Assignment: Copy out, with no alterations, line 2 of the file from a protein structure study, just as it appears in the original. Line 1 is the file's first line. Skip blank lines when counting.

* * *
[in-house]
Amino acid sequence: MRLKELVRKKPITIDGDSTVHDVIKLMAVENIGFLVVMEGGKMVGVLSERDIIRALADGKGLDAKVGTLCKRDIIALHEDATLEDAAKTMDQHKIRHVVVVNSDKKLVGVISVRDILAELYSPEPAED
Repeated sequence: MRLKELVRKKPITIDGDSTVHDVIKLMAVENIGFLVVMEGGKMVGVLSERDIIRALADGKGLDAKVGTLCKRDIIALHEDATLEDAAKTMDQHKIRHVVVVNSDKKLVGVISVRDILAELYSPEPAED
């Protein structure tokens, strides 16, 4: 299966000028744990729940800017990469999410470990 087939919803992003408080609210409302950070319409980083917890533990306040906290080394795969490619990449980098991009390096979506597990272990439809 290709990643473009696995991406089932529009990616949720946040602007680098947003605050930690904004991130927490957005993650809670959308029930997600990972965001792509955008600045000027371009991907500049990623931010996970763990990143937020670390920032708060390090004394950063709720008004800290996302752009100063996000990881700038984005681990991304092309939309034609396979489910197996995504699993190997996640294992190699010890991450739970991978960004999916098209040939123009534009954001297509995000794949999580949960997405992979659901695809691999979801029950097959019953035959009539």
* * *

Amino acid sequence: MRLKELVRKKPITIDGDSTVHDVIKLMAVENIGFLVVMEGGKMVGVLSERDIIRALADGKGLDAKVGTLCKRDIIALHEDATLEDAAKTMDQHKIRHVVVVNSDKKLVGVISVRDILAELYSPEPAED